Their lips are moving.
That’s a facile and clichéd answer, but, more often than not, an accurate one.
Sociopaths, psychopaths, narcissists, borderlines and histrionics lie for many reasons. Self-preservation (e.g., to avoid jail or other unwanted natural consequences for their bad behavior), to manipulate or exploit others to get money, sympathy, power, attention, security, a relationship or whatever their current currency happens to be and/or to make themselves look good or more successful than they actually are. Sometimes, these individuals lie when the truth would serve them better or they lie simply because they’re bored.
They also lie because they enjoy the buzz or adrenaline rush from “getting one over on” or “outsmarting” their target. Dr Paul Ekman calls this rush duping delight.
. . . duping delight, the near irresistible thrill some people feel in taking a risk and getting away with it. Sometimes it includes contempt for the target who is being so ruthlessly and successfully exploited. It is hard to contain duping delight; those who feel it want to share their accomplishments with others, seeking admiration for their exploits.
. . . The presence of others witnessing the successful liar typically intensifies the delight experienced and increases the chances that some of the excitement, pleasure, and contempt will leak, thus betraying the liar.”
Clients describe this phenomenon in relation to the sociopaths, psychopaths, narcissists, borderlines et al in their lives and have witnessed it firsthand in some of my past personal relationships. In previous articles, I have referred to it as the Sociopathic Smirk. The smirk that says, “I just tricked you” or “I just pushed your buttons.” These individuals derive pleasure from both.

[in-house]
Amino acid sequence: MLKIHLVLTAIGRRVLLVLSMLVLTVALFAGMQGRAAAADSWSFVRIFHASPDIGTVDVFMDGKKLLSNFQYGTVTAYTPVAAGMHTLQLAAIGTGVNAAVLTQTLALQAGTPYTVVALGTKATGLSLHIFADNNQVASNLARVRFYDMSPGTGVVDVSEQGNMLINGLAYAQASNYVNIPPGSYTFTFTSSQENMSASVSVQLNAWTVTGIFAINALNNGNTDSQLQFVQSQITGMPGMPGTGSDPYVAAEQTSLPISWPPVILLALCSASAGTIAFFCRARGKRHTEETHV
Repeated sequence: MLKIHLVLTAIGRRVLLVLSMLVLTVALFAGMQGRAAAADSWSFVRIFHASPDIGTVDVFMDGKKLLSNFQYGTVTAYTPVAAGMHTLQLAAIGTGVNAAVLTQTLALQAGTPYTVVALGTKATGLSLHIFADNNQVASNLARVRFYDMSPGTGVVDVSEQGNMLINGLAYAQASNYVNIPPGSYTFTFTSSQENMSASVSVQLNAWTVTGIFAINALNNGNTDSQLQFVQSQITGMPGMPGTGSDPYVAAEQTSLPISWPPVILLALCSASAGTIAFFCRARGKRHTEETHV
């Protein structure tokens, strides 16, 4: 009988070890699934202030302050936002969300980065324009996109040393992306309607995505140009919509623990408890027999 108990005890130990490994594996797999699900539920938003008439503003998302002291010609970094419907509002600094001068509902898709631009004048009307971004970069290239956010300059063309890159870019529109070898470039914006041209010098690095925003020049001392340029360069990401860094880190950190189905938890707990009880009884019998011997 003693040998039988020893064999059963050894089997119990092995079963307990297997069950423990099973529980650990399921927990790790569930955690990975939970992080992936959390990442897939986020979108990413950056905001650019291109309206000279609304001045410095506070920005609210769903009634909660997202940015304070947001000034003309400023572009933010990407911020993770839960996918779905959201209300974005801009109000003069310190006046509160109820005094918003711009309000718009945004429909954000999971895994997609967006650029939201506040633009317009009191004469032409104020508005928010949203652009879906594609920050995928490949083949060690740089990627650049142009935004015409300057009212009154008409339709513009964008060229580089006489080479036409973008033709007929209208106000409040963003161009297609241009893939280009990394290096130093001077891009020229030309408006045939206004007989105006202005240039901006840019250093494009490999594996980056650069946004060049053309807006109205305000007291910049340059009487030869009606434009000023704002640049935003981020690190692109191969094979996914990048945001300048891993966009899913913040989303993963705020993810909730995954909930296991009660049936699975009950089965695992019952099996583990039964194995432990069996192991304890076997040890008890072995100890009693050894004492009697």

Dr Bella DePaulo’s research on lie detection finds that the closer one is to the liar, say a spouse, partner, family member or friend, the more difficult it is to spot their lies.
When you’re in a relationship, you not only have the experience in knowing the other person, you have certain motivations to see your partner in a particular way, and you especially don’t want to think that they are lying to you.”
If your partner is abusive and/or disordered, you have probably been gaslighted and told that every nasty or dishonest thing your partner does is your fault. “It’s your fault. Your face shouldn’t have gotten in the way of my fist.” “I wouldn’t have had to cheat if you were paying attention to me 24/7/365, even when I wasn’t paying attention to you.”
Once you have been brideed to doubt your perceptions and, literally, what you are seeing with your own two eyes, it adds to the difficulty of spotting their inconsistencies, contradictions and straight up lies. It makes it even more tough if you still care about or love your abuser. You don’t want to believe what you know is true — or false. However, your emotional, psychological and perhaps physical survival depends upon learning their “tells.” Even the most practiced pathological liars have tells.
Please join Paul Elam and Tara Palmatier when Going Mental returns at long last on Tuesday, February 3, 2015 at 9:30pm EST, 8:30pm CST and 6:30pm PST when we will discuss lie detection, duping delight and the psychology of lying and liars.